Friday, October 8, 2010

Love and War by John and Stasi Eldredge

Love and War: Finding the Marriage You've Dreamed Of
I have a bad habit. Actually, I have a number of bad habits, but just one of them is relevant to this discussion. When I visit someone's home for the first time, I don't give a crap what's in their medicine cabinet. I'm headed straight for the bookshelves, to see what they've been reading, if there's anything there I need to put in my TBR list, and occasionally to pick up a book and glance through it.

Back in April, I was at my daughter and her husband's house in Utah, helping celebrate her birthday, when I noticed a book on the counter. I picked it up and started reading it one morning while I was having coffee, waiting for everyone else to wake up, and read about halfway through it.

This weekend, I went to my daughter's house again to help build a new patio, and when I was having trouble sleeping, due to the coffee ice cream I had just before bedtime, I picked up the book again and finished it off. I did the same thing with Twilight, beginning it in Portugal, and finishing a library copy in the U.S. when I got home, but the delay between the two readings was significantly less than the six month gap, so this review may be a little disjointed, as I can't exactly remember the details of the first half of Love and War.

I believe John and Stasi do marriage seminars, and this book reads a little bit like them tag-teaming at a seminar. Each chapter bounces back and forth between one of them writing, and the other. This is sometimes nice, because you get both the male and female perspective on an issue or situation that they've experienced in their own married lives, but you all know by now how I feel about multiple POV novels, so it can also break my concentration on a narrative.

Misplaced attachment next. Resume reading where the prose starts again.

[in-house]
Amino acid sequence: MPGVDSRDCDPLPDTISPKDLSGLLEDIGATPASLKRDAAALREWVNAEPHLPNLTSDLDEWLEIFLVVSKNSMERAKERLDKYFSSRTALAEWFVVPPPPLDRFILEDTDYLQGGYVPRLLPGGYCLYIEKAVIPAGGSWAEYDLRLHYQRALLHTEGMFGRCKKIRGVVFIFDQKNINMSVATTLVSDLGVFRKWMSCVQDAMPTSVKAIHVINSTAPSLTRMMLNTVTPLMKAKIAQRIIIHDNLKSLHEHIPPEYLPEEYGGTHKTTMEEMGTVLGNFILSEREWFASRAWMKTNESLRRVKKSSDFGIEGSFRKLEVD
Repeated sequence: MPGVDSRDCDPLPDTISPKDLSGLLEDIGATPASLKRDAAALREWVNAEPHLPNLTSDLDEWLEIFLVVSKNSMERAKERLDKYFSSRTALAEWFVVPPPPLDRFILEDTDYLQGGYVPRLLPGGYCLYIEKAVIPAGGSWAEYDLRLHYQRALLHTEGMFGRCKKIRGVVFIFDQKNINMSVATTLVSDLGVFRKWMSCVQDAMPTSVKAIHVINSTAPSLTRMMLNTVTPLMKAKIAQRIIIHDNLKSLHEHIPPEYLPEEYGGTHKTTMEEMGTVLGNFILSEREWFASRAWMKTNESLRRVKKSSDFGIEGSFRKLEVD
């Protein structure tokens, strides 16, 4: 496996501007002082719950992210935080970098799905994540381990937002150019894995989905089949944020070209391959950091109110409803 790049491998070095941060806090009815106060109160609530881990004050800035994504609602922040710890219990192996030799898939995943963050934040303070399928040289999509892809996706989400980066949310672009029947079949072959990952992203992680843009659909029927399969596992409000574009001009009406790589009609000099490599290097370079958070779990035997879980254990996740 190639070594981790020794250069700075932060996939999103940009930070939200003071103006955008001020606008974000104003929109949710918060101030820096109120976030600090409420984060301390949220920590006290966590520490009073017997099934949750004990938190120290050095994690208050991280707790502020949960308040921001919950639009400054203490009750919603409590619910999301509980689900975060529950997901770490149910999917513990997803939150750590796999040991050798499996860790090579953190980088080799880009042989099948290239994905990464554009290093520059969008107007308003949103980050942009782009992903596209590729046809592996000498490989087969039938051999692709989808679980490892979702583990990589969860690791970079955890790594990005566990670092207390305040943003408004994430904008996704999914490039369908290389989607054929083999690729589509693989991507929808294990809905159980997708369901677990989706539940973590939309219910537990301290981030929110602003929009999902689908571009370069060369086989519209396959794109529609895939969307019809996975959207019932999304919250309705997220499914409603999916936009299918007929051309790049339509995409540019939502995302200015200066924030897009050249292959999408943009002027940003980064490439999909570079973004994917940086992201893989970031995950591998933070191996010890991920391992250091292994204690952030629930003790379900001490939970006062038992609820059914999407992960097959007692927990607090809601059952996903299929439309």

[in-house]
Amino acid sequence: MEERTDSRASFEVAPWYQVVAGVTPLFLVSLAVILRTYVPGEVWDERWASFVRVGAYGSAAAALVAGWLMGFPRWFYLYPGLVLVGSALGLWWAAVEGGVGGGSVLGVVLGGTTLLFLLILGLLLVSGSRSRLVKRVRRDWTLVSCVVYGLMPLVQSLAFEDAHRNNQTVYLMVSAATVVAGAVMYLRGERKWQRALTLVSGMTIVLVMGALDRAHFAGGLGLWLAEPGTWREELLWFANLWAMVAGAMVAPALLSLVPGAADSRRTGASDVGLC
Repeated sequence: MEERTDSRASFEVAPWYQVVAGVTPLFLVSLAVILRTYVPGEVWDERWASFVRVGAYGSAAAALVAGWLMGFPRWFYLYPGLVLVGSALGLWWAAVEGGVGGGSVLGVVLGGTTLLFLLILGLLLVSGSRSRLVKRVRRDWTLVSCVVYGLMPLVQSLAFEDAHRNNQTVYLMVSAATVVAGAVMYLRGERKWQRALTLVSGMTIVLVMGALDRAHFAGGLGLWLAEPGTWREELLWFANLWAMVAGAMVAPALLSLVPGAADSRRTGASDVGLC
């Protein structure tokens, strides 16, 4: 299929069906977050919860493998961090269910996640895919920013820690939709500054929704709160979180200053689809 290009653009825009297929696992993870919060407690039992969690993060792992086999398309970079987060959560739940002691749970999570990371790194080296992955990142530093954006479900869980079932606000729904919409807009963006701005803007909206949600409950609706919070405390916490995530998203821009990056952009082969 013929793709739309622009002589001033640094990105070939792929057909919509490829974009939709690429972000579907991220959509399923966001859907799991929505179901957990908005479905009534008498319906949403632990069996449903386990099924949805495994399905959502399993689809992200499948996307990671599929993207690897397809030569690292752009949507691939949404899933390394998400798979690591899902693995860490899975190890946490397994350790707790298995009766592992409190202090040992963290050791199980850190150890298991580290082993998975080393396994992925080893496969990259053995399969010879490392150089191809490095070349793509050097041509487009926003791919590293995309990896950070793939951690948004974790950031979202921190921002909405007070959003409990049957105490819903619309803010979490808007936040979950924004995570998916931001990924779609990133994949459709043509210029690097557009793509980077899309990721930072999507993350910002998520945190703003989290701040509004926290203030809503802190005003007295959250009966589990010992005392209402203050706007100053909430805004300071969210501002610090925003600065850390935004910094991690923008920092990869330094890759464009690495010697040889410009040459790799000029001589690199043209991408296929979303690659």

The key theme in this book, which is written with a target audience of Christian couples, mostly, is that as couples, we are embarked on a great quest - a mission from God if you will - in the midst of a huge war, darkness vs. light, evil vs. good, Satan vs. God. Therefore, we shouldn't expect that things are always going to be peaches and cream, and that we're going to go through some struggles. We should remember, however, that God made us, in marriage, "one flesh" for His purpose and it is His Will that we soldier together through the battles. Of course, one of our enemy's goals is to tear us apart, to make us less effective.

One of the most convicting portions of this book, for me, was the chapter about praying together as a couple. I'm afraid my prayer life is all about flying solo. Couldn't even begin to tell you how long it's been since my wife and I prayed about something together. Etheredge lays out a number of scripture references that make it clear how much more powerful our prayers can be if we're in agreement with one another, and what better partner in prayer can one have than one's spouse? If you're married, and the answer to that is someone other than "spouse", I think there's a problem, don't you?

This book probably won't shake the foundations of your world or marriage, but it's got plenty of little insights that make it worth your time.

1 comment:

Laying down the Law said...

That, is an excellent point. (on praying together)